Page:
Thursday, 5 June 2014

A B C D E F G (part 6)

38, the original and best!
Although in the 1999 version of Overground it terminated at Tillycairn Road; there being no Glasgow Fort for a few years yet. The turning circle is still there.
Pre WW2 Glasgow was a very concentrated city on its east side ...
... and the new dual carriageway A8 provoked a rapid expansion.
In the 70's the M8 was built on (not "in") the Monklands Canal creating (a) a new blue line and (b) a by-pass for the "new" A8; and the M80 (top left, by the now closed gas works) was tucked in on the line of a closed railway line.
Here is "Queenslie Bridge" over the canal, way back when, and (inset) its replacement footpath leading to Glasgow Fort today.
The housing "schemes" at Craigend, Ruchazie and Garthamlock were developed on open country to the north of the B806 and B765 top right on map above.
This is the route of the "traditional" and current SimpliCITY 38 running every 10 minutes. At the end of Portchester Street ...
... the map above shows "Twrs".
Garthamlock Towers are a pair of circular concrete water towers; the tallest with unrestrained, laterally unsupported, columns 100 ft high. This is the second highest water tower in Britain, but is the largest, holding one million gallons. The tank with a water depth of 22 ft 9 in. and a top water level of 48512 ft above ordnance datum was built from 1956–58 by Holst & Co.

The towers are now floodlit with changing colours.
After yet another disused turning loop at Craigend ...
... we glimpse the M8 ...
... and turn left onto the Cumbernauld Road. From the top deck we get a good view of the infamous Barlinnie prison ...
... built between 1882 and 1897, then in open country.
At Alexandra Parade all the 38s are together again and, in theory, running every 5 minutes through the city.
Just as a reminder, and reading from top to bottom:-
38C Chryston every 30
38 Easterhouse every 10 (occasional 38A)
38E Baillieston every 30
38B Barlanark every 30

It was at Alexandra Parade where fbb spotted three 38s together proceeding eastwards nose to tail; so somewhere there will have been significant gaps in the "frequent" service.

But, for those readers who haven't run away to a desert island at the prospect of First Glasgow route 38 blogs in over-profusion, all this began with a question, "which bus route has the largest continuous run of suffix letters." We have met 38, 38A, 38B, 38C and 38E; so very nearly a run of five suffixes to the core 38. But with no 38D.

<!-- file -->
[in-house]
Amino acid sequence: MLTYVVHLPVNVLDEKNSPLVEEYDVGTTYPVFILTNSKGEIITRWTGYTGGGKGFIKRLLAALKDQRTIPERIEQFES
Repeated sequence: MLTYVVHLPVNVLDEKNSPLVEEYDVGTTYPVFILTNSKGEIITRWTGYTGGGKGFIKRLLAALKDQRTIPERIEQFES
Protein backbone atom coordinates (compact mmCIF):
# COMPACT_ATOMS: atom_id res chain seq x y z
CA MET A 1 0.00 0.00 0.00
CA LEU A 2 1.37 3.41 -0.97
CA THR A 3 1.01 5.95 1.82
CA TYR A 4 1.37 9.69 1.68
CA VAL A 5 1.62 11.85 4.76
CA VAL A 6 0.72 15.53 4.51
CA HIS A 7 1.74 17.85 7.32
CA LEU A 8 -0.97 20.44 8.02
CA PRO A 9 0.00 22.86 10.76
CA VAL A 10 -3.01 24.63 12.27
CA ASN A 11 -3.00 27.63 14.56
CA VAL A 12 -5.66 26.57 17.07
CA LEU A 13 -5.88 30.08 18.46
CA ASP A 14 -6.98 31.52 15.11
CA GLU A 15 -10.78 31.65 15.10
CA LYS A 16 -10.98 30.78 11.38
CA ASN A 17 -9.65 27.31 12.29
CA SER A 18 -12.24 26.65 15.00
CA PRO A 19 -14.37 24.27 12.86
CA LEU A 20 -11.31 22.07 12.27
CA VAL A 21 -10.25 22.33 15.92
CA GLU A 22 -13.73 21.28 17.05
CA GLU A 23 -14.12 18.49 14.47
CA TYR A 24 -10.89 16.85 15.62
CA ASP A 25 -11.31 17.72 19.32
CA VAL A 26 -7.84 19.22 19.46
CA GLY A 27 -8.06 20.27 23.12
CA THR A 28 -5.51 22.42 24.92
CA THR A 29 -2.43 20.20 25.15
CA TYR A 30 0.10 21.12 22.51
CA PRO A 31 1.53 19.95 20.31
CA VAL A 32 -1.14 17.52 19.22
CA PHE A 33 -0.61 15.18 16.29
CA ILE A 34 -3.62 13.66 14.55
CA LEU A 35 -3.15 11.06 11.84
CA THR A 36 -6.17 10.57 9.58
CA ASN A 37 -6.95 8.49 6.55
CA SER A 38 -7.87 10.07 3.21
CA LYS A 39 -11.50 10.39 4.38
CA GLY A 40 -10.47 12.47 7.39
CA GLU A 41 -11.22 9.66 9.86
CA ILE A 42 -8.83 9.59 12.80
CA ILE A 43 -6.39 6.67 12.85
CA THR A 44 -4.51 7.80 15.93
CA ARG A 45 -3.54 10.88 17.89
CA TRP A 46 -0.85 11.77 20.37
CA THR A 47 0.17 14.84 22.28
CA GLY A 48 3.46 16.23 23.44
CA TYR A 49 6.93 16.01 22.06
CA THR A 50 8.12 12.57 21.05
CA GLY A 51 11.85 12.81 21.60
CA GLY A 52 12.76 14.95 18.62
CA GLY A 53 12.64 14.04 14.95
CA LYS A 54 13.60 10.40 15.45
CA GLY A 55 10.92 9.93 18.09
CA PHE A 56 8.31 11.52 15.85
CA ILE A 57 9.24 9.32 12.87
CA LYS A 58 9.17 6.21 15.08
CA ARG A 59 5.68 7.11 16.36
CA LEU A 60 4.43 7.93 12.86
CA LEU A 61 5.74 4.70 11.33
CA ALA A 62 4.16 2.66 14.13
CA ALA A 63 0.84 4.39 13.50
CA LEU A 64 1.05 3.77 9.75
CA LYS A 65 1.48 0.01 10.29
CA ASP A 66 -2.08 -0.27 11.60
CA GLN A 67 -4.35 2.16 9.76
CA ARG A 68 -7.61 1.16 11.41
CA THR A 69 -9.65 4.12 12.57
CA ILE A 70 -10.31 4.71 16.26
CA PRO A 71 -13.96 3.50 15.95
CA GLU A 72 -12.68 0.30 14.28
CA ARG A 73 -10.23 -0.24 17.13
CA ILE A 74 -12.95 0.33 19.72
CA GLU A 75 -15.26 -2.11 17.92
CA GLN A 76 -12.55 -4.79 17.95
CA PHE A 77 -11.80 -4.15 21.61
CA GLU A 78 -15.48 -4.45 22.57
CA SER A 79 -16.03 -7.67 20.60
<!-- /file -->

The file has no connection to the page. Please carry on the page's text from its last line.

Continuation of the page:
Tomorrow we complete the search and, at last (phew!), answer the question.
fbb's sister has come to stay for a few days. She lives in a "cared for" environment, similar to a guest house. So her carer brought her across on the ferry from the Isle of Wight, whilst fbb travelled to Portsmouth Harbour to meet and greet. So often we read of the failures of the public transport system; but, of course, mostly it works and often works well. As it did on Tuesday with all trains on time.


fbb outward:-
0906 Axminster [SouthWest Trains]
1015 Salisbury
1032 Salisbury [First Great Western]
1150 Portsmouth Harbour [4 mins early!]

meanwhile, sister:-
1147 Ryde Pier Head [Wightlink]
1207 Portsmouth Harbour

carer returns:-
1215 Portsmouth Harbour
1235 Ryde Pier Head

then fbb and sis:-
1223 Portsmouth Harbour
1339 Salisbury
1347 Salisbury
1503 Axminster

Seemples (squeak!)

Refreshment trolleys were available throughout, but one snippet caught fbb's eye and satisfied his palette. A cup of tea on the return First Great Western was served with politeness and an appropriate level of deference from a well stocked trolley. "Three milks," asked fbb anticipating little pottles or, worse, those plastic sachets that are so difficult to open. The official allocation of two is never enough.

"We have fresh milk, Sir!"

fbb steps back in amazement!
Very refreshing in every sense of the word! Well done, Rail Gourmet; other contractors, please note. Pity it was semi-scum watered down milk rather than the wholesome goodness that the cow and God intended! Please don't tell fbb that it's "more healthy". The minuscule reduction in fat makes no statistical difference to a balanced diet; but, of course, it does allow the dairy to make a stonking profit on the cream it has creamed off. Rant over.
 Next bus blog : Friday 6th June 


  1. How high is the top water level in that tower? 48,512 feet - so not far off double the height of Mount Everest. Interesting!!

  2. Such is the wisdom of copying from the internet - but that's exactly what the Royal Commission for Ancient and Historic Monuments of Scotland says on its web site. Does seem a bit high, now you mention it!

    1. Hmmm. Having looked a little further into it, the RCAHMS also seem to have copied it from somewhere else as well; and others have also copied it.

      The correct figure would appear to be 486 feet, which makes rather more sense.,HL:52097,garthamlock

  3. FBB. Having over time noted your dietary habits, now I read that you also prefer to drink full cream milk!!

    May we all know, when your heart bypass op is scheduled for? (laugh)

  4. I did have a nice salad a month or so ago. But I do eat lots of fruit and veg, so that's all right then! It's the cheese, it's the cheese ...

  5. And I hope you actually said "three milks, please".

    Or if not, the trolley dolly asked "what's the magic word?".

  6. Of course! My "politess" was, as always, exemplary.